Vollmer's journey under the radar
The humble German has overcome a late start in football and adjustments to America
The hype surrounding the arrivals of Chad Ochocinco and Albert Haynesworth in New England has obscured the fact that the Patriots have a few rising stars worthy of attention. One such player is right tackle Sebastian Vollmer.
Vollmer is not as recognizable as quarterback Tom Brady or defensive lineman Vince Wilfork, but he's quietly making his mark on the NFL. The problem Vollmer has is that few fans outside of New England actually have been noticing that. Vollmer is the best offensive lineman most people don't know anything about.
He's so good he was named second-team All-Pro last season after becoming a full-time starter in just his second season. Vollmer's anonymity kept him out of the Pro Bowl, though, despite the fact that he played on a team that finished 14-2. This is the way the 27-year-old Vollmer's brief career has played out. You have to be paying close attention to realize how big a difference he's made for New England's offensive line.
The nice thing about Vollmer is that his relative invisibility doesn't bother him one bit. He understands that linemen seldom generate headlines, and that players in New England speak to the media so infrequently it often feels like they're under a court order. At this stage, Vollmer is just appreciative of a career that has evolved faster than anybody anticipated.
"I try not to expect anything because you never know what will happen," Vollmer said when asked if he's surprised by his success. "I've always taken the approach that if you take care of the little things in life, the bigger stuff will come in the end."
It's hard to think anybody could ever miss Vollmer. He stands 6-foot-8 and weighs 315 pounds. He moves with the natural agility of a much smaller man, and he's a fast learner. You're talking about a guy who grew up in Dusseldorf, Germany, and didn't enter organized American football until he was 14. Before that, Vollmer spent most of his childhood playing soccer and swimming competitively.
The only reason Vollmer drifted toward football was that he missed the team dynamic he enjoyed during his soccer-playing days. He quickly discovered he had the size to dominate in the game and the determination to grow up in a hurry.
"There were a lot of things that I had to catch up on in those days, including the rules," Vollmer said. "I remember when I first started, I actually went to the library to get a book on terminology. I was trying to understand what it meant when they said it was third-and-10. I wasn't smooth at all."
The beauty of football at lower levels is that natural ability can do wonders for one's confidence. In Vollmer's case, he became a tight end who rarely caught passes but excelled at manhandling opponents. When he made a German all-star team at the age of 16, he attracted attention from American college recruiters after the squad competed in San Diego.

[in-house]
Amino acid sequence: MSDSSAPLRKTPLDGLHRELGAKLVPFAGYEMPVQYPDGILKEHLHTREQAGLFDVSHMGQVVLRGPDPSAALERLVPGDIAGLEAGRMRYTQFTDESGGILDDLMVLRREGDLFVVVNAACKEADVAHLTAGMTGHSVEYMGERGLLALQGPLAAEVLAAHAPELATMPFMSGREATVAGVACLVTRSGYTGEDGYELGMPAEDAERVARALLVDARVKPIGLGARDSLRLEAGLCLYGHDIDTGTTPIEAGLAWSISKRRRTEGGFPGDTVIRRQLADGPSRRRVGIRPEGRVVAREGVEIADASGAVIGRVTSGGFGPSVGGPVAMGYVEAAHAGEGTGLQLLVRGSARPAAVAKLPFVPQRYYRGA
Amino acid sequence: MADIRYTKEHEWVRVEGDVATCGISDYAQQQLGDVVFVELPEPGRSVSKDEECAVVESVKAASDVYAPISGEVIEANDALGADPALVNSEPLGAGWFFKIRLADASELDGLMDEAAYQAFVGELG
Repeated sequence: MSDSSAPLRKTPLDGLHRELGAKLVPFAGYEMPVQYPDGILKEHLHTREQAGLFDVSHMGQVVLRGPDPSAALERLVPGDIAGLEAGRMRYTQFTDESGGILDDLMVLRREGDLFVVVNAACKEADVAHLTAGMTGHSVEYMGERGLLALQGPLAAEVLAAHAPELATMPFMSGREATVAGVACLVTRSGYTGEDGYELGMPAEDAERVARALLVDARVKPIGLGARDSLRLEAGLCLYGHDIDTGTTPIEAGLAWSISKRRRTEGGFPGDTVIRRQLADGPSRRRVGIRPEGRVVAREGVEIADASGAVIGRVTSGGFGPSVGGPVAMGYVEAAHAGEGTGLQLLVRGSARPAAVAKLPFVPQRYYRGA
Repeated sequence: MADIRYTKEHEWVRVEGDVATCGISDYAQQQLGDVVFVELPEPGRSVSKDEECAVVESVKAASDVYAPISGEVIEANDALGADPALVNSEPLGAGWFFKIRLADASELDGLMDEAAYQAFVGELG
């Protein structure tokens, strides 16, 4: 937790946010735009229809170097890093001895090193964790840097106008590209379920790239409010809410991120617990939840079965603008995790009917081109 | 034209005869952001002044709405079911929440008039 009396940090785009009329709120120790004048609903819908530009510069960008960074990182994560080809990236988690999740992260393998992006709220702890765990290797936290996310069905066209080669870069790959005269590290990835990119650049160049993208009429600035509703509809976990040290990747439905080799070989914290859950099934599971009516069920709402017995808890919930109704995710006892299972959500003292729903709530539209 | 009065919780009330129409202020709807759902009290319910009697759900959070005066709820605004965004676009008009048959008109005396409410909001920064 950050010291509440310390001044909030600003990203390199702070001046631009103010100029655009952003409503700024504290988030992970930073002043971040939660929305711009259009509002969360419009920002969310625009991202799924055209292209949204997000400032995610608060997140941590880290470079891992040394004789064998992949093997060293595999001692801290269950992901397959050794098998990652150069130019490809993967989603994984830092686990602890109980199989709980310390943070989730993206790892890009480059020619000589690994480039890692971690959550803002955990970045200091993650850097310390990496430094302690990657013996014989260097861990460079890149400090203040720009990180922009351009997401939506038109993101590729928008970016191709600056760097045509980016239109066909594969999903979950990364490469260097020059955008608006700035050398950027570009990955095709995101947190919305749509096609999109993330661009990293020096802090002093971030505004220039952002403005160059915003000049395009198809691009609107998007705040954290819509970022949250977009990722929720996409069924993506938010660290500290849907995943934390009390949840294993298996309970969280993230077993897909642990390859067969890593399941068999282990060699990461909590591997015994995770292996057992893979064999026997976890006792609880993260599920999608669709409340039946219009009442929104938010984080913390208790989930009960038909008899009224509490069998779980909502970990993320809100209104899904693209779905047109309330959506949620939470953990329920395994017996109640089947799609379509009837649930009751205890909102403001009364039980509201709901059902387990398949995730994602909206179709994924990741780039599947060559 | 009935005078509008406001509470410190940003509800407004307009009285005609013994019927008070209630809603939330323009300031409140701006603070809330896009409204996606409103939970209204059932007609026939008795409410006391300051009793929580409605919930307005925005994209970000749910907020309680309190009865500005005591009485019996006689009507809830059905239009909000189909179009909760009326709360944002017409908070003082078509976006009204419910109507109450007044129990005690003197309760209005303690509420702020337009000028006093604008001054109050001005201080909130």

Before long, Vollmer accepted a scholarship at the University of Houston and slid into a new role as an offensive tackle.
There were many nights in college when Vollmer -- who didn't speak any English when he came to the United States -- again had to hustle to keep up. He'd sit in his dorm room studying the alphabet and vocabulary words just to communicate with teammates and coaches.
"One of the good things about playing was that the terms weren't foreign to me there," Vollmer said. "All the playbook stuff was like learning English and the conversations on the field were short and simple. Now when it came to sitting in the locker room and talking about dinner plans -- that was a different story."
Vollmer wouldn't be where he is today if the Patriots hadn't been so thorough in their scouting. He wasn't invited to the NFL combine, and only caught the eye of Patriots offensive line coach Dante Scarnecchia because Scarnecchia ran the pro day workout at Houston following Vollmer's senior year in 2009.
Vollmer actually was so uncertain about his draft stock that he didn't watch the event. When the Patriots called to say he was their second-round pick that year, he knew his work was cut out for him. "I knew it was a good thing, but I wanted to make sure I stayed there," Vollmer said.
That hasn't been a problem so far. He learned from veteran teammates during his rookie year and started eight games (five filling in for Matt Light at left tackle, three more at right tackle). The following offseason, Vollmer won the right tackle job and was part of a Patriots offensive line that allowed just 25 sacks.
Vollmer was so focused on improving that he didn't even know about the All-Pro honor when it was first announced. Patriots guard Stephen Neal alerted him later that morning when he told Vollmer to check the day's newspaper.
These days, Vollmer is back in familiar territory. He's honing his skills and perfecting his chemistry with fellow linemen while New England's bigger stars deal with interview requests. That's fine with Vollmer, because, as he said, "I'm not where I want to be and I won't stop until I get there."
Judging by how far he's come, though, it won't be long before people want more of his spare time.
Senior writer Jeffri Chadiha covers the NFL for ESPN.com.
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